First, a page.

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Comparative Damage and Leaf Area Consumption By the Tobacco Budworm and Corn Earworm on Maryland Tobacco
Field and field cage studies were conducted in 1978 to compare larval injury of the tobacco budworm, Heliothis virescens (F.), and corn earworm, H. zea (Boddie), to Maryland variety 609 tobacco plants. Results of the field study showed that for both species, nearly 100% of all damage (defoliation and topping damage) was attributed to the 4th and 5th instars. Of the total number of leaves lost via defoliation, 66.56 and 91.88% were caused by 5th-instar budworm and earworm, respectively. Loss assessment was measured two ways, i.e., actual leaf loss (LLa) (area of damaged leaf vs. predicted whole leaf area) and observed defoliation (Dab) (leaf loss vs. remaining leaf area), and measurements indicated that plants compensated for leaf loss by increasing the laminal area of damaged leaves.
Results from the field cage study showed that no significant differences existed between species for many damage parameters. However, the budworm significantly damaged more leaves (P < 0.029), consumed more foliage (P < 0.05), and was responsible for a greater loss in leaf guality than the earworm.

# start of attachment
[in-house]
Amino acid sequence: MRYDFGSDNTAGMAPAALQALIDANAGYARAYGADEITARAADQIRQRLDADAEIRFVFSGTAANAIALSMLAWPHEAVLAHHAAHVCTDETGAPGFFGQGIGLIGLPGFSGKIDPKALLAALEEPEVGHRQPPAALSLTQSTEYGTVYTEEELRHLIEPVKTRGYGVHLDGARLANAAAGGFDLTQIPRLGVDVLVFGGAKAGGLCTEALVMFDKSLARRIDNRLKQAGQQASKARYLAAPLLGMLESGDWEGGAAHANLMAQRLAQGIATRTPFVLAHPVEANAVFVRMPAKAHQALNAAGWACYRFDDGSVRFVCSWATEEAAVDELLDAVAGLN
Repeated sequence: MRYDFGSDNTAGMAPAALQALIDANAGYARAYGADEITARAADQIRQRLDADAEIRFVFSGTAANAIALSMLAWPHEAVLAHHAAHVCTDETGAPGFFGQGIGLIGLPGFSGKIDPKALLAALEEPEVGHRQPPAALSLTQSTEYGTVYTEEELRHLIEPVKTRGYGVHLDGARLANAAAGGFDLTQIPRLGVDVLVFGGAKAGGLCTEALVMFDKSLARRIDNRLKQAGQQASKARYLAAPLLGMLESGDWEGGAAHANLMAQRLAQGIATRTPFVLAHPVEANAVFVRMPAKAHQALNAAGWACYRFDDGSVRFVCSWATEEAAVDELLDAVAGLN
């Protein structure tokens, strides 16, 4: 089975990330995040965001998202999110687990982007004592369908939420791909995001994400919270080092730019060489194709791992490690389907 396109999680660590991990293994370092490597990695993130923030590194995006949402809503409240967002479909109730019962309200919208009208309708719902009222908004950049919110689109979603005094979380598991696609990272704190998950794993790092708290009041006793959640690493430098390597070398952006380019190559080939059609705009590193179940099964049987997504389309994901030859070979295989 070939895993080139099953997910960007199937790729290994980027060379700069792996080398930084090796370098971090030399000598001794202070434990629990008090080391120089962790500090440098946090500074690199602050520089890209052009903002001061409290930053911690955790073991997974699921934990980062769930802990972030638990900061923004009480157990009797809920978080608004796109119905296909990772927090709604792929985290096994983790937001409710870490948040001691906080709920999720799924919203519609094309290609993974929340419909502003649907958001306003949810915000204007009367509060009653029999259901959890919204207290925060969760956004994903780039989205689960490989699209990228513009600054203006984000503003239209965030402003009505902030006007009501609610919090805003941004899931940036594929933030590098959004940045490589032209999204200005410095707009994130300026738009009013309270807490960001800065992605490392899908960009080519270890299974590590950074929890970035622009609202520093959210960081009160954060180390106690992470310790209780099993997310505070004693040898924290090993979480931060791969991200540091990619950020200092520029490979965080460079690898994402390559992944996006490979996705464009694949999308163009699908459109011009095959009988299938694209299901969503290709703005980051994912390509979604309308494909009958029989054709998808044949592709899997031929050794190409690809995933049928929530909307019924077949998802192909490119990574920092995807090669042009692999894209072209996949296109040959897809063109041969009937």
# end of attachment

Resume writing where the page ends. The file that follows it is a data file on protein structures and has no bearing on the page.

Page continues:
The results suggest that in formulating management decisions, population estimates should be confined to the last two instars of both species.
Document Type: Research Article
Publication date: April 1, 1982
More about this publication?
Journal of Economic Entomology is published bimonthly in February, April, June, August, October, and December. The journal publishes articles on the economic significance of insects and is divided into the following sections: apiculture & social insects; arthropods in relation to plant disease; forum; insecticide resistance and resistance management; ecotoxicology; biological and microbial control; ecology and behavior; sampling and biostatistics; household and structural insects; medical entomology; molecular entomology; veterinary entomology; forest entomology; horticultural entomology; field and forage crops, and small grains; stored-product; commodity treatment and quarantine entomology; and plant resistance. In addition to research papers, Journal of Economic Entomology publishes Letters to the Editor, interpretive articles in a Forum section, Short Communications, Rapid Communications, and Book Reviews.
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